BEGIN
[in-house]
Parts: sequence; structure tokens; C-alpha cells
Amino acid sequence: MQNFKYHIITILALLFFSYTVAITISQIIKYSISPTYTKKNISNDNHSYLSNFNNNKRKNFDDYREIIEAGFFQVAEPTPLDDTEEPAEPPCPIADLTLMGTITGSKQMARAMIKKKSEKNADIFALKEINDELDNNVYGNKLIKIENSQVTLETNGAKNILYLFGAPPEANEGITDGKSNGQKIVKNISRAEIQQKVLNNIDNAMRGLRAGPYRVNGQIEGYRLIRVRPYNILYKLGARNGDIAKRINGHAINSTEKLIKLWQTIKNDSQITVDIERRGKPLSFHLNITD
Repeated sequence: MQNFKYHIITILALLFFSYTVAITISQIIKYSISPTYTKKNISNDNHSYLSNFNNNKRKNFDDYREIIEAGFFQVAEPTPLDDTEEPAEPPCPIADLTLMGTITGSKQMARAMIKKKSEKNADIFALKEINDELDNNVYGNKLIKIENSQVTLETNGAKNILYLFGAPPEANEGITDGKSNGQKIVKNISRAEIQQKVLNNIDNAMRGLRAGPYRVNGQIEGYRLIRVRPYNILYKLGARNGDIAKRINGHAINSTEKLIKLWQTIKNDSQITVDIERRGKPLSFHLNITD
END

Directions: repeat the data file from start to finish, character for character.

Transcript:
[in-house]
Parts: sequence; structure tokens; C-alpha cells
Amino acid sequence: MQNFKYHIITILALLFFSYTVAITISQIIKYSISPTYTKKNISNDNHSYLSNFNNNKRKNFDDYREIIEAGFFQVAEPTPLDDTEEPAEPPCPIADLTLMGTITGSKQMARAMIKKKSEKNADIFALKEINDELDNNVYGNKLIKIENSQVTLETNGAKNILYLFGAPPEANEGITDGKSNGQKIVKNISRAEIQQKVLNNIDNAMRGLRAGPYRVNGQIEGYRLIRVRPYNILYKLGARNGDIAKRINGHAINSTEKLIKLWQTIKNDSQITVDIERRGKPLSFHLNITD
Repeated sequence: MQNFKYHIITILALLFFSYTVAITISQIIKYSISPTYTKKNISNDNHSYLSNFNNNKRKNFDDYREIIEAGFFQVAEPTPLDDTEEPAEPPCPIADLTLMGTITGSKQMARAMIKKKSEKNADIFALKEINDELDNNVYGNKLIKIENSQVTLETNGAKNILYLFGAPPEANEGITDGKSNGQKIVKNISRAEIQQKVLNNIDNAMRGLRAGPYRVNGQIEGYRLIRVRPYNILYKLGARNGDIAKRINGHAINSTEKLIKLWQTIKNDSQITVDIERRGKPLSFHLNITD